• Official language: Slovak
  • Interesting facts: Slavic family, doesn’t use articles (a, an, the), 46 letters, lots of diacritics

Along with neighbours Czech Republic, Slovakia are the tournament’s youngest team, having come into being following the dissolution of Czechoslovakia – The Velvet Divorce – in 1993.

Sitting slap-bang at the heart of Europe, Slovakia’s history is intertwined with all its neighbours, including Hungary, Poland and Ukraine. And amidst all this sociability, the country has done an excellent job of preserving both its culture and language.


And a tricky language it is. Unless, that is, you’re already on nodding terms with Czech or other members of the Slavic family. Czech and Slovak are largely mutually intelligible, although Slovak is consider the softer and more polite sibling.  

Today the Czechs are jokingly referred to by their neighbours as Pepici, meanings “Josephs” (the name particularly refers to people from the working class). The Czechs are also mocked by the Slovaks for rocking the socks n sandals.

Definitely not Slovenia

One thing Slovak is definitely not, though, is Slovenian. It’s worth mentioning because there have been occasions where the wrong anthem has been played at away games.

The natives call their countries Slovensko and Slovenija respectively, and international mix-ups abound. Besides the anthem issue, it’s rumoured that staff of Slovak and Slovenian embassies have regular meet-ups to exchange wrongly-addressed mail. Meanwhile, former actual political leaders George Bush and Silvio Berlusconi have been guilty of diplomatic foot-in-mouth by confusing the two.

Who speaks what

The majority of people use standard Slovak, but the most marked accent is in the east of the country, where players such as Martin Jakubko and Stanislav Šesták have speak Východňiarčina (short vowel sounds, different stress patterns from standard Slovak).

The Východňiarčina accent lends itself to being very musical, while its speakers are famous for being able to hold their liquor. Manager Jan Kozák is also from that neck of the woods, so expect him to drink a fair bit but not get sozzled, and then treat the crowd to a lovely singsong (perhaps).

Songs they sing

But despite all this musicality, fan culture is not as developed as in, say, Poland, so expect fewer songs from the stands. This is perhaps understandable given the fledgling nature of the nation.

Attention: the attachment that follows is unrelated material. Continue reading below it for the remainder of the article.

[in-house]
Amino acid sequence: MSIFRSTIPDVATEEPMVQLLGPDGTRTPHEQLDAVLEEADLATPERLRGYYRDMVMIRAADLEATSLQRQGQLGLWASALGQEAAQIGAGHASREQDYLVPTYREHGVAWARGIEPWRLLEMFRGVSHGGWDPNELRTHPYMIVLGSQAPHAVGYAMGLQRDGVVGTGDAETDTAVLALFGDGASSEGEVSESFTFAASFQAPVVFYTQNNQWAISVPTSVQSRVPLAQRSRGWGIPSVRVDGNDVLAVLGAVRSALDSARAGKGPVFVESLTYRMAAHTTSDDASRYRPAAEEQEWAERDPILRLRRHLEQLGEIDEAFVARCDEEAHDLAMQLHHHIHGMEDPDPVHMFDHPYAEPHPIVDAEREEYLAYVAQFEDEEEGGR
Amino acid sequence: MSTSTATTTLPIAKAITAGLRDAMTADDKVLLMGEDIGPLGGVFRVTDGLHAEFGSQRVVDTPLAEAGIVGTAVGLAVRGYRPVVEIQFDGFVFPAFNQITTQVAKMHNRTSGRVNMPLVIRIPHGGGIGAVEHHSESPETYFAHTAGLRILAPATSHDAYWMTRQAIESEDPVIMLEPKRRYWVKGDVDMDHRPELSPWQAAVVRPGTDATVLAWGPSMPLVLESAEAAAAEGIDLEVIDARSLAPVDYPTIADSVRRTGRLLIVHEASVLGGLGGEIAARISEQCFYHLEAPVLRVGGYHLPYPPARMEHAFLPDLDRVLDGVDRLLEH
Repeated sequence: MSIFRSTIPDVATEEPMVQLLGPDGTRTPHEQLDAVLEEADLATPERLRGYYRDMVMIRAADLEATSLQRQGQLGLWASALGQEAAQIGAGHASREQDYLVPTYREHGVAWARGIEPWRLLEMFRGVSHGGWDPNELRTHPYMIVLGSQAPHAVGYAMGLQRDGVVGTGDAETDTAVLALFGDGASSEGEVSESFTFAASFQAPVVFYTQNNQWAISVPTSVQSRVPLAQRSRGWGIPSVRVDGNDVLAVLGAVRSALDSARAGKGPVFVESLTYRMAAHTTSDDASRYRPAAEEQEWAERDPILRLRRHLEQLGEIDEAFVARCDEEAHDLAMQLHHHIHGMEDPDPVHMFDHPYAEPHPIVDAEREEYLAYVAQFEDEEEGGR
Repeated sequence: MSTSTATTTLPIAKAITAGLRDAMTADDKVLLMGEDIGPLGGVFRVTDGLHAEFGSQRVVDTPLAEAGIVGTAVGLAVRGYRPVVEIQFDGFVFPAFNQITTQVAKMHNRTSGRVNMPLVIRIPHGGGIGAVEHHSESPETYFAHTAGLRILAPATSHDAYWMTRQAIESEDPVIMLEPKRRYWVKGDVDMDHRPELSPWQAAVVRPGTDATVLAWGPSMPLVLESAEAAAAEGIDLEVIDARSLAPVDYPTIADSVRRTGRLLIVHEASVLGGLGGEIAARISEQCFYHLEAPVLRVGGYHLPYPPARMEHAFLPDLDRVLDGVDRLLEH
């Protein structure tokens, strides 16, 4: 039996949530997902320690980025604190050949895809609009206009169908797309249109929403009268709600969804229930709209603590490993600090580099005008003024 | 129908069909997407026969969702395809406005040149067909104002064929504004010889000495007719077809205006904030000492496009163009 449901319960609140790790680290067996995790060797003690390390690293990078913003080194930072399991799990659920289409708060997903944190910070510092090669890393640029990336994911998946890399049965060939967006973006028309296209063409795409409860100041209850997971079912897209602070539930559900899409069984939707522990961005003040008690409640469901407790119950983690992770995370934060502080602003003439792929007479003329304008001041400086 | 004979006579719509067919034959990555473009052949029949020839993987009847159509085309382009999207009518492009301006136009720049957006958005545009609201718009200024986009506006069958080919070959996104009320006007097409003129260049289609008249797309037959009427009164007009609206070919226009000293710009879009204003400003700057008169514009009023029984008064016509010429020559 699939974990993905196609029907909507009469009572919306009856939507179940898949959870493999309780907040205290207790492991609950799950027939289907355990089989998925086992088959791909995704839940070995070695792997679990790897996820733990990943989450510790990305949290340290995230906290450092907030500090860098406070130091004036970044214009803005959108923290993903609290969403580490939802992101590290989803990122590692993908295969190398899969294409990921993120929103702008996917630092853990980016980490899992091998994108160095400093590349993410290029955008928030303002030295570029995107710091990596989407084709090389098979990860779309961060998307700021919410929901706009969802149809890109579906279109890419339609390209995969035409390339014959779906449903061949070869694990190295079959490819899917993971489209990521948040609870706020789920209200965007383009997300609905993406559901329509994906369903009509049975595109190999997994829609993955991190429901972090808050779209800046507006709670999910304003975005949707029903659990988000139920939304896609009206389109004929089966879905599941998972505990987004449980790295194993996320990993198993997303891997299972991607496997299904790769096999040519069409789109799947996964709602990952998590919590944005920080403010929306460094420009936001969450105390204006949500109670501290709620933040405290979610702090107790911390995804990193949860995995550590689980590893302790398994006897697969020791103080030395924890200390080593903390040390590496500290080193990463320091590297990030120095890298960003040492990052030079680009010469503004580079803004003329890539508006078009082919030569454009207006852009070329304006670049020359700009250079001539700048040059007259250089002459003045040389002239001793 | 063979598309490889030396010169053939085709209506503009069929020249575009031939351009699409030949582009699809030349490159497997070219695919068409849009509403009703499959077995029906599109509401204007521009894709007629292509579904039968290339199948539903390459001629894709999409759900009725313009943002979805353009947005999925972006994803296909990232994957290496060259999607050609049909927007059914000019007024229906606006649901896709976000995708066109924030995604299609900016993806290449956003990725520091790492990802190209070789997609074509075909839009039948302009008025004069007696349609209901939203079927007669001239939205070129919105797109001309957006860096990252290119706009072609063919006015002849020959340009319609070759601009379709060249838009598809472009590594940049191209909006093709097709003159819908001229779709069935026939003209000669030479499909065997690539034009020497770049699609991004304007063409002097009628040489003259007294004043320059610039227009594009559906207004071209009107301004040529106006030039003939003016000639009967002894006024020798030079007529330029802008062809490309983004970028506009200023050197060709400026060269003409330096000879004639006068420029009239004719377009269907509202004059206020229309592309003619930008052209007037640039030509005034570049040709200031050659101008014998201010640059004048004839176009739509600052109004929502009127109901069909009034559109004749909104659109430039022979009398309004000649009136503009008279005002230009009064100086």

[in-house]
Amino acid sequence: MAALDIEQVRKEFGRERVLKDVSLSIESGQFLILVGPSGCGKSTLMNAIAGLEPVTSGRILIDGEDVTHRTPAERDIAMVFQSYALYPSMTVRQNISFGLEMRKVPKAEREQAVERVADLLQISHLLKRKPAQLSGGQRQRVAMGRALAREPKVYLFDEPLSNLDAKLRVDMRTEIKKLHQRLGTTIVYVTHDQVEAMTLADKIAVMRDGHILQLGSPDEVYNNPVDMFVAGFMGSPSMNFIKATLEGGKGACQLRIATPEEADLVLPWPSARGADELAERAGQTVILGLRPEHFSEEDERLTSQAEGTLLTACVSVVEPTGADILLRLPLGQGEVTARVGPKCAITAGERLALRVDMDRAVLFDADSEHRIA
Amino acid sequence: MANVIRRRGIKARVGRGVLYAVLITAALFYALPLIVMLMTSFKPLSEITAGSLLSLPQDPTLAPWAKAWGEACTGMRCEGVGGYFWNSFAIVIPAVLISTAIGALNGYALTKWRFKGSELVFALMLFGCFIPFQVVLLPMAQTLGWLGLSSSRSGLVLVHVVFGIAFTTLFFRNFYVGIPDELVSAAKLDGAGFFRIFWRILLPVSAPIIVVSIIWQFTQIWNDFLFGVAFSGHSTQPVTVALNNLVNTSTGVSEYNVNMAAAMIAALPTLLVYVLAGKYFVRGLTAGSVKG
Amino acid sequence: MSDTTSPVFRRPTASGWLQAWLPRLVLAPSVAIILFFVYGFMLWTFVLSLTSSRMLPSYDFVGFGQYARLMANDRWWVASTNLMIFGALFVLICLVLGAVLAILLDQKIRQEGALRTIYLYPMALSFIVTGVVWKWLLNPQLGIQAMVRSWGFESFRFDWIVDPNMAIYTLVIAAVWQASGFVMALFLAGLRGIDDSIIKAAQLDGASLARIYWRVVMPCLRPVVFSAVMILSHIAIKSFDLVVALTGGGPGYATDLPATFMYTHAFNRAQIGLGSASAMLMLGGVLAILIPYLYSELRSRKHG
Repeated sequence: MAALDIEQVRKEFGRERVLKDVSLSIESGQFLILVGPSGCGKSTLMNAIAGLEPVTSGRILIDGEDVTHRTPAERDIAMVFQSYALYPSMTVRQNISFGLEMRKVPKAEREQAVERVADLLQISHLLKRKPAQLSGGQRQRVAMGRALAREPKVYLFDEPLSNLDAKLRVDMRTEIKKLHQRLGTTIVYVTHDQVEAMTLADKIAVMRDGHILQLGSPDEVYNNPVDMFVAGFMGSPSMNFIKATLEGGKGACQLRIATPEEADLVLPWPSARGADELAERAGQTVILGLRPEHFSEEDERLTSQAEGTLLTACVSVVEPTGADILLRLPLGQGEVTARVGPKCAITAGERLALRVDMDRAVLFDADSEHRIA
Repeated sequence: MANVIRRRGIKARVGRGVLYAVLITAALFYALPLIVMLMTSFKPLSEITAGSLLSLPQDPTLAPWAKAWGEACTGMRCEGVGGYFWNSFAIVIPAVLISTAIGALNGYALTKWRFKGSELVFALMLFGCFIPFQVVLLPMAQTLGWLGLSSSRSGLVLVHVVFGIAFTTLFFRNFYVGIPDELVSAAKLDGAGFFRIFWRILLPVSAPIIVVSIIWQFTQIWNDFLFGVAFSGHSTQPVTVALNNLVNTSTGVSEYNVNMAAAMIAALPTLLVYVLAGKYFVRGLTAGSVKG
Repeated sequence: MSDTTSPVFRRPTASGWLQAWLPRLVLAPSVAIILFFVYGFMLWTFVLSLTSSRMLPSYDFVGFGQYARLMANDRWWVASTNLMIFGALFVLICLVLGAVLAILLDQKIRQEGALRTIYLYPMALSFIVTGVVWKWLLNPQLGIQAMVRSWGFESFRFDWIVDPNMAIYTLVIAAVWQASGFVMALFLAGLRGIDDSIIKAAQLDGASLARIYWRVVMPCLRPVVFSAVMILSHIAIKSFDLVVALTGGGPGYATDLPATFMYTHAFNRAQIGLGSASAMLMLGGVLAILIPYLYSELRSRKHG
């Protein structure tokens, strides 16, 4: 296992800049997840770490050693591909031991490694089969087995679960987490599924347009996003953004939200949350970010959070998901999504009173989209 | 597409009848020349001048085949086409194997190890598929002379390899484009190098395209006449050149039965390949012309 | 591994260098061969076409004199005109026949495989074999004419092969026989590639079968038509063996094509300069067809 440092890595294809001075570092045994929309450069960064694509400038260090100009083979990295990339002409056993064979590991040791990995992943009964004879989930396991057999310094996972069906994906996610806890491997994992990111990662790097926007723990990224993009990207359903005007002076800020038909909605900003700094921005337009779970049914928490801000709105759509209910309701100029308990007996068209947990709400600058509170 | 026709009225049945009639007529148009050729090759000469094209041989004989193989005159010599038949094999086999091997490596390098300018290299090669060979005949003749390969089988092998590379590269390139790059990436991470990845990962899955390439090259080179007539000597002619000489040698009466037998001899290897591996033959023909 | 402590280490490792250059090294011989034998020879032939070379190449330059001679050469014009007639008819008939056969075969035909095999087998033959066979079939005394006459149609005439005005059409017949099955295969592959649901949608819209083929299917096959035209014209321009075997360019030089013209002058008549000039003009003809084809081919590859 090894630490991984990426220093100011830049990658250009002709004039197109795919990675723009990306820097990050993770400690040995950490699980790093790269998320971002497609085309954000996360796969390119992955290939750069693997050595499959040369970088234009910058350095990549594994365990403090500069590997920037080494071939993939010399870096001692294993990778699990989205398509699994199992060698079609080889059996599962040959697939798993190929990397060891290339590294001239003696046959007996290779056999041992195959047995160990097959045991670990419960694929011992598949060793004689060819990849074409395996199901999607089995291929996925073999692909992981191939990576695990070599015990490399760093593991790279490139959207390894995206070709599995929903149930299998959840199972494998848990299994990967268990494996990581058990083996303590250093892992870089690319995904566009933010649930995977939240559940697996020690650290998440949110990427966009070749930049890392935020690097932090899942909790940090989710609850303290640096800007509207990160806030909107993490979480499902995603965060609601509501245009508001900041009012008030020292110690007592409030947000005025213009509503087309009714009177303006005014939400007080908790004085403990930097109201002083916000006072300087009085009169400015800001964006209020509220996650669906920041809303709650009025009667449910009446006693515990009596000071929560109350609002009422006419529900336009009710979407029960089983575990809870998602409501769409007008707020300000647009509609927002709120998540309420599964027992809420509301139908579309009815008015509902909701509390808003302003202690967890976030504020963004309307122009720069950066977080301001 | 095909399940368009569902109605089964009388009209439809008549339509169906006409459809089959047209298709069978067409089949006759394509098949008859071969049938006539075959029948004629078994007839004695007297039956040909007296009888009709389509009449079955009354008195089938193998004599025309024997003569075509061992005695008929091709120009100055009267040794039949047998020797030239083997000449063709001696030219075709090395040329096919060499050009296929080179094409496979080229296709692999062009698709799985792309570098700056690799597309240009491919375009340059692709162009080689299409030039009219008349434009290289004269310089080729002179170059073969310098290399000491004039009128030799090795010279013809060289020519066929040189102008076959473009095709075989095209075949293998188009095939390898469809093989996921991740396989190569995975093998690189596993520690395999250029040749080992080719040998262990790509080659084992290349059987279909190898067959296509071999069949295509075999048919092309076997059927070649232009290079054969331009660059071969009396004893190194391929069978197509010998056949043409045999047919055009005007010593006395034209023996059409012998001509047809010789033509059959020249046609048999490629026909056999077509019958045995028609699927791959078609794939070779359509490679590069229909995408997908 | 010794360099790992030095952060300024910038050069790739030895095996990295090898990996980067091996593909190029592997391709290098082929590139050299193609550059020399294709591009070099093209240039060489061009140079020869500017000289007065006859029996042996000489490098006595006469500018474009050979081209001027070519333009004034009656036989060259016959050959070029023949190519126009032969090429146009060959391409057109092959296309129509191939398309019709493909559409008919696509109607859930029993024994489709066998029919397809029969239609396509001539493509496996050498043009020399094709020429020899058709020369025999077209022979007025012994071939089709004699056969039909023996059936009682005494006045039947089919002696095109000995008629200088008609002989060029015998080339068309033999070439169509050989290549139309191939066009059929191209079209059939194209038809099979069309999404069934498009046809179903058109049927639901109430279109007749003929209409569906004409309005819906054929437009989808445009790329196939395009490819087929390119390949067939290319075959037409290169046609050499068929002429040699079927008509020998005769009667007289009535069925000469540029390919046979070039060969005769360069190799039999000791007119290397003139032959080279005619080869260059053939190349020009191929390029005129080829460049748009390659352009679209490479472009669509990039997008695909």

You’ll hear cries of Slovensko (“Slovakia”), My chceme gól (“We want a goal”), and the ubiquitous-outside-Britain Kto neskáče, nie je Slovák (“Whoever isn’t jumping isn’t Slovak”).

Choice phrases

A team that is ultra-defensive is said to zatiahnuť roletu (“pull down the shades”) or zaparkovať auto bus (“park the bus”). This still might not prevent the okamihy hrôzy/nekonečné minúty – “moments of horror/never-ending minutes” – when your team is hanging on, and the other lot have a player with the ability to “hypnotize the ball” (Hypnotizovať loptu).

Meanwhile, “dostať kopačky” means “to receive your football boots”, but also “to get dumped”. (If any Slovak speakers can tell us the origins of this, get in touch).

In a truism that has spread like boring wildfire, players and managers like to say Hrali sme tak, ako sme hrali a preto to dopadlo tak, ako to dopadlo – “We played as we played, and that’s why it ended as it ended.” Hard to argue with that, really.

Another cliche, and one that crops up across Europe but is ignored in England, is Lopta je guľatá – “the ball is round” – meaning anything can happen in the match.

Commentator chat

But it’s not all platitudes: Slovak commentators have been celebrated for their verbosity. Marcel Merčiak, for example, made a name for himself with this outpouring after the team qualified for the 2010 World Cup:

“Blessed are those who believe in the religion called football… blessed are those, who in this moment believe it to be true. See you in South Africa! Our time has come! The souls of convicts have risen, the people that nobody believed in have made it. Our football revolution has been accomplished.”

(Áno, áno, áno, blahoslavení tí, čo veríte v náboženstvo zvané futbal, blahoslavení tí, ktorí v tejto chvíli veria, že je to pravda …. Uvidíme sa v Južnej Afrike! Nastal náš čas! … Duše odsúdencov sa vzbúrili, tí, ktorým nikto neveril, to dosiahli, …. naša futbalová revolúcia je dokonaná.)

We can’t top that, so we’ll leave it there.

With thanks to Lukáš Vráblik and Zuzana Botikova.